Top Ten Teflon Tips to customer service

Recent events at the Aardvark burrow have been the cause of much frustration and raised blood pressure, so I felt the need for some cathartic blogging. We sent a parcel through a courier service promising fully bar-coded and traceable delivery from our local drop-off point through to the signature of the person receiving the parcel at its destination. The parcel was a viola case, which had been loaned, along with a new viola, to our daughter for a trial period. We were returning the case back to the music shop in Cardiff.

Sadly, events didn’t go to plan. We’ve been trying to get to the bottom of what’s happened for more than 2 weeks. The companies we’ve dealt with have really plumbed the depths of poor customer care, and have inspired me to bring you (with my tongue firmly in my cheek) “the Top Ten Teflon Tips for customer service”
Top Ten Teflon Tips for Customer Service

1. Never, ever, let your customer contact you and have a real, live, telephone conversation. Set up no reply email addresses, to make it difficult for them to contact you.
2. Hide your contact details behind a website with no telephone number and no email address. Make sure that customers that do find your telephone number by other means get a “We’re unavailable” message and ask them to call back. Don’t allow them to leave voicemail.

3. Have an unhelpful FAQ section on your website that doesn’t address any of the issues they want to ask you about.

4. Make sure that your customers have to go through the rigmarole of setting up an account with you, together with the need for passwords and confirmation by ‘no reply’ email before they are lucky enough to get to your ‘live chat’ forum.
5. Hide your true identity – pass over the work to third parties and don’t let your customer know who is really dealing with their parcel handling and delivery. Mislead them by issuing a branded receipt from a company that isn’t going to actual handle the parcel so they can make customers wait while they contact the actual courier.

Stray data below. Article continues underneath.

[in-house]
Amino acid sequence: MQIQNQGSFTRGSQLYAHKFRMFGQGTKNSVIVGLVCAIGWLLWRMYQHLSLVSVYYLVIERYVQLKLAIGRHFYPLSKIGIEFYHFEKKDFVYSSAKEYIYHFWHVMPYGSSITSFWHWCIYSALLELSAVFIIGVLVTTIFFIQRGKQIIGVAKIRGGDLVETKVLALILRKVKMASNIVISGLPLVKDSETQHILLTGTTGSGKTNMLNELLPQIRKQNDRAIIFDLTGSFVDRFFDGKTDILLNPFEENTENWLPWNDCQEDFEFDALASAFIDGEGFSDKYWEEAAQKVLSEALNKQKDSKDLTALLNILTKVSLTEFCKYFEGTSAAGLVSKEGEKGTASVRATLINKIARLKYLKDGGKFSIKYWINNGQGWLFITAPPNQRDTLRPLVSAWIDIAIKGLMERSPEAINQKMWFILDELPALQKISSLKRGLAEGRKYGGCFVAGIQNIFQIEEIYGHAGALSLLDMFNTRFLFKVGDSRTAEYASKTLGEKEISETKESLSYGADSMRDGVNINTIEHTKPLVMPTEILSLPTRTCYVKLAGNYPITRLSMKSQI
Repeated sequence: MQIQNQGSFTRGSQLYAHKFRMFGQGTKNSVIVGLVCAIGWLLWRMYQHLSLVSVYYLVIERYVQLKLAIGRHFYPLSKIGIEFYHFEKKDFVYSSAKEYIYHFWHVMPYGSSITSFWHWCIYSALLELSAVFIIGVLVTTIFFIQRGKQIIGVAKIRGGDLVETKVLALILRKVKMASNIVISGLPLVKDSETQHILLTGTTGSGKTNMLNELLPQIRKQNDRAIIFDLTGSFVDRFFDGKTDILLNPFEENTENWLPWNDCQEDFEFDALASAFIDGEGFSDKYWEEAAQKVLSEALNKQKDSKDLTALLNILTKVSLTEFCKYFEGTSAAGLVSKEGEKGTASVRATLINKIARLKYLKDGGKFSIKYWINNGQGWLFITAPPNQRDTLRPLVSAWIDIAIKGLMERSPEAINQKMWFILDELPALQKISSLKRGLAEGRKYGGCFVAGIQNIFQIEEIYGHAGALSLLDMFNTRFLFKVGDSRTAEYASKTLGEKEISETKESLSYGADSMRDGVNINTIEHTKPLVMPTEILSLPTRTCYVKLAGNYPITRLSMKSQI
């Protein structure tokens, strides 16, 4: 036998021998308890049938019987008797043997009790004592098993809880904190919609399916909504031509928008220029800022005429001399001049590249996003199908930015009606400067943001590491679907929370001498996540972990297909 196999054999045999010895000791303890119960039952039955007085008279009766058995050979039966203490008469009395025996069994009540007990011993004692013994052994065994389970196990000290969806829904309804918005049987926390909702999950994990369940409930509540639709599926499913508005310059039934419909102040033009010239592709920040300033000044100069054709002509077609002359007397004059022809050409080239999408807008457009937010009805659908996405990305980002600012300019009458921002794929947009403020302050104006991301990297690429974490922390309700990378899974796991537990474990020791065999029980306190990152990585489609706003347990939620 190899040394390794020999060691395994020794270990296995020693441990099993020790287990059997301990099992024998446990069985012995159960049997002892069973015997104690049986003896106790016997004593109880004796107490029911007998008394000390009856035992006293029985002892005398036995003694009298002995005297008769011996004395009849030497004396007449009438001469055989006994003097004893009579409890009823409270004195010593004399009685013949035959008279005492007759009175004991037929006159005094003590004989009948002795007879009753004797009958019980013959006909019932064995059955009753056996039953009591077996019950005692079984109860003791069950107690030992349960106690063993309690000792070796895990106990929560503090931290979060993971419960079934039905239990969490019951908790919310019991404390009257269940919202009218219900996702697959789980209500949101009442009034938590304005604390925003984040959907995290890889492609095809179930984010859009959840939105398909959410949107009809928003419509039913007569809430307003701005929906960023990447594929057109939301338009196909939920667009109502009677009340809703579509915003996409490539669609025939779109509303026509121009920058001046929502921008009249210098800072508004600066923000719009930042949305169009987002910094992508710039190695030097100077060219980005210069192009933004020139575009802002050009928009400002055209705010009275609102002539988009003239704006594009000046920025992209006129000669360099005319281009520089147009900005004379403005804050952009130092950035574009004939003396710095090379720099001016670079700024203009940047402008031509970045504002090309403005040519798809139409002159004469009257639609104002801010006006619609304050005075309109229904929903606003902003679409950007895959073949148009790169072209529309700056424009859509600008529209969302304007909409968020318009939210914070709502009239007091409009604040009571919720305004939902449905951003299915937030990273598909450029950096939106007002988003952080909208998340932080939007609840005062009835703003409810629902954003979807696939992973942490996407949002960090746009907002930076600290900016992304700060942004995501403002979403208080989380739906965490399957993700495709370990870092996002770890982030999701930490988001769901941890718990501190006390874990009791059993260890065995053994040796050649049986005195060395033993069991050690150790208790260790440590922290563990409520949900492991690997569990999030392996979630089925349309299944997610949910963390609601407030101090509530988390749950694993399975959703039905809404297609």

6. Use as many different reference numbers as possible for each step, one for the original email confirmation, another for the parcel collection reference, a third for your online account and a fourth for each time you make contact with someone in customer ‘services’ – this will make sure it takes multiple attempts for customers to get in touch and put some of them off trying.

7. Never, ever, be proactive, (after all most customers won’t manage to get through to your ‘customer service’ at all) and will probably give up on their complaint. Never have the courtesy to let them know how their complaint is progressing. Whatever you do, don’t start treating the parcel as though it or the customer who gave it to you are important.

8. Mislead to your customers at each stage of their complaint. Train your ‘live chat’ operators to tell them they have to wait several days after the promised delivery date before they can make a complaint. Don’t tell them that to open an inquiry with the third party courier will require 2 days’ notice. Lie to them about the ‘24 hours’ it will take for the actual courier to actually search for your lost parcel in your depot.

9. Make it really difficult for them to see the actual invoice (contract) they paid for in advance. We advise sending them an email with a hyperlink to a website where they cannot access their invoice because it’s the wrong company website.
10. Make sure the customer has paid for your service in advance and never offer them an apology, a refund or any compensation.

We hope you’re not inspired to follow our Teflon Tips, but, if you’re ever tempted to cut service level corners remember you are doing your customers a huge disservice. Everyone knows that humans can, and do, make mistakes from time to time, how you deal with these mistakes is hugely influential in how your brand and precious reputation is perceived. And finally, remember that ‘word of mouth’ is even more powerful with bad news!

Happy marketing!